8:21 – I get that they’re supposed to be descending into Madness and stuff, but they’re either overselling it or underselling it by just repeating the same lines 5 times.

8:22 – Okay, more rotoscoping-style stuff. Again they wake up in different positions to hear about a murder, and they go back to playing. It’s now been at least 2 full days of playing. This cursed game really takes its time. Jumanji started stuff on roll 1.

8:26 – These guys are not good actors. It was not a great decision to focus most of the movie on them just talking and reading a book aloud.

8:29 – “Roll a 3, take the Right Path. Roll a 4, take the Left.” Okay, but… it’s a 6-sided die. What do they do with the other numbers? I NEED ANSWERS!!!!

8:31 – Alright, rather than the magic this time, they’re just putting on Pots and pans as armor. I might love this movie.

8:36 – “Go back to oblivion to suck on your mother’s teat” might be my new favorite way to call someone out. But now the crazy gamer has a rubber mallet, and the other guy is a mechanic with a tire iron. I’m pretty sure he doesn’t win.

8:37 – To the movie’s credit, he didn’t win.

8:40 – Okay, so they killed a ton of people, including a child. I’m very intrigued as to how this works out. I want it to turn out that all of these people actually were possessed, but I think we’re going the straight route.

8:50 – And now they’re challenging each other to a fight, but then they still have to play the rest of the game by dice rolling. I… Don’t know what the rules are here.

8:57 – “It’s a game.” “It’s not a game.” X 20 is apparently the dialogue now.


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Reader Bonus: Chain of Command (Star Trek: The Next Generation)

Alright, so, this was probably the easiest voter-bonus episode to write. I’ve watched this episode (both parts) a dozen times at least, because it is nothing short of a master stroke for Star Trek. It barely missed the cut-off for the actual list, and only because the episode that DID make it is amazing for exactly the same reason as this one, but to a greater extent: That Patrick Stewart is a global treasure.


I’m not going to revisit the premise of Star Trek in depth. There’s a ship. It goes into space on a journey. It’s staffed with the best and brightest that humanity and its associated planets have to offer. It’s called the Enterprise. This version, however, has the best captain (FIGHT ME), Jean-Luc Picard (Patrick F*CKING Stewart).

Please don’t look at me like that, Janeway

This first episode starts off with Picard losing command to be put on a covert mission to deal with the Cardassian threat. No, not the one with the sex tapes. They’re an alien race.

No, not the one with the sex tapes.


Picard is replaced by Captain Jellico (Ronny Cox), whose command style, by comparison, is… not as good. Picard goes with a small team on a mission to destroy a cache of biological weapons. They arrive on the target planet, but, finding no signs of weaponry, they suspect a trap and try to escape. Picard is captured and brought to Gul Madred (David Warner), who informs Picard that the entire mission was a setup to capture him in order to obtain secrets on the Federation. That’s the first episode, and it’s… well, only okay. But, it sets up the amazing second episode.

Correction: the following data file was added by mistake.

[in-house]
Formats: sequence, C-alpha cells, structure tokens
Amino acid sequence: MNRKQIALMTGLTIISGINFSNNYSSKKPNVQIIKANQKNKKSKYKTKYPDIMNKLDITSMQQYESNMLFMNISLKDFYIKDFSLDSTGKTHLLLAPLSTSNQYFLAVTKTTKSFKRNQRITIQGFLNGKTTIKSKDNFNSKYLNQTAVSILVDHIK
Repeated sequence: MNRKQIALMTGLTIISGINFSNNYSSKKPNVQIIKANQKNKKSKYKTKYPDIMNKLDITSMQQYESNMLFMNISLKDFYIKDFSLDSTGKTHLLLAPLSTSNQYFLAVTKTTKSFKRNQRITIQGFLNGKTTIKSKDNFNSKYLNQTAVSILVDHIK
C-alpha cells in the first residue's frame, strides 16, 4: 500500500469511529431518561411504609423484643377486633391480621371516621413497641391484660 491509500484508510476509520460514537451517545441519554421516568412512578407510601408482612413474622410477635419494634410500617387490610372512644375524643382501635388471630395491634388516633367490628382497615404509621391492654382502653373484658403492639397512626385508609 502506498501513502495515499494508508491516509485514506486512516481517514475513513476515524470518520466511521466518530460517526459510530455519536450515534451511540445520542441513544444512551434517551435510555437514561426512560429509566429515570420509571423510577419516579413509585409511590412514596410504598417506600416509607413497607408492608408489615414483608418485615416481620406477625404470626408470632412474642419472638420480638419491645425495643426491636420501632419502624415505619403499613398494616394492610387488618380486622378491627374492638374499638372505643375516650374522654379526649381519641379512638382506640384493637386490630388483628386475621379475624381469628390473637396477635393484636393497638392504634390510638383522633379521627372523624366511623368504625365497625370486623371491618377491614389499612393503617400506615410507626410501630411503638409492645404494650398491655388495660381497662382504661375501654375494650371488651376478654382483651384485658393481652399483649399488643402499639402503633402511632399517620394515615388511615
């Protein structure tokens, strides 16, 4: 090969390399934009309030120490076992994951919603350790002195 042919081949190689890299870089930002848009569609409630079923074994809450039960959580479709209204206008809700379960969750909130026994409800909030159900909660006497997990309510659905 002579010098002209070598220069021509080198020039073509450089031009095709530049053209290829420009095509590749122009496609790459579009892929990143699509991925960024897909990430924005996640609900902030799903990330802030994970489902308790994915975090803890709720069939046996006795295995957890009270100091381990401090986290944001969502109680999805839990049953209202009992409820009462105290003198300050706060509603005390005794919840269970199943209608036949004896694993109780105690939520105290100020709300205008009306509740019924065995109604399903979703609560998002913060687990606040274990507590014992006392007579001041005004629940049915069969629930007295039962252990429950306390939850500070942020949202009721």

Jellico did actually get Troi into a uniform, though.

Madred spends the entire episode torturing Picard. Starvation, dehydration, humiliation, beating, shocking, forced nudity, degradation. The crew borrowed a list from Amnesty International when writing it, and put basically all of the ones that would be allowed on network television into the episode.

And Patrick Stewart sells it all.

It starts by Madred telling Picard that he has no name. Picard will only be called “human.” Then, Madred starts to try to break Picard’s will, and these are some of the most powerful scenes in the entire series. The most memorable exchanges involve Madred showing Picard four spotlights behind his desk. Madred asks Picard how many lights he sees. Picard says four. Madred tells him there are five, and when Picard disagrees, Madred uses a device implanted in Picard to cause him all varieties of simulated pain.

“How many lights do you see?”

Meanwhile, the crew of the Enterprise is told Picard is captured, but they are forced to disavow his actions, which means he’s not eligible for rights as a prisoner of war. These scenes mostly just serve to allow for time-skips on the Picard scenes.

Although, they do give Jellico some solid redemption.

Madred brings his daughter in to work, and he and Picard banter about the nature of raising children to believe that it is alright to value no other sentient life. Madred claims that the Cardassians used to have a rich spiritual society, and it led them to starve. Now, the Military rules, and everyone is fed (Update: Madred would have supported Thanos). Picard responds that Madred’s children will have full bellies, but empty spirits. He then mocks Madred by denying that there are any lights.

Does Picard have a “are you shitting me?” look? Your question is answered.

Picard is shown to start resisting by separating his mind and body, envisioning himself at his family’s home in France. As Madred tries to break him, Picard starts to turn the tables, pointing out that Madred knows torture is ineffective at getting information or control, so Madred is clearly just using it to punish people because he feels weak. Picard calls him pitiable. Madred proves him right by just shocking him again.

Picard turns the tables in the middle of a torture session. Most people would just cry.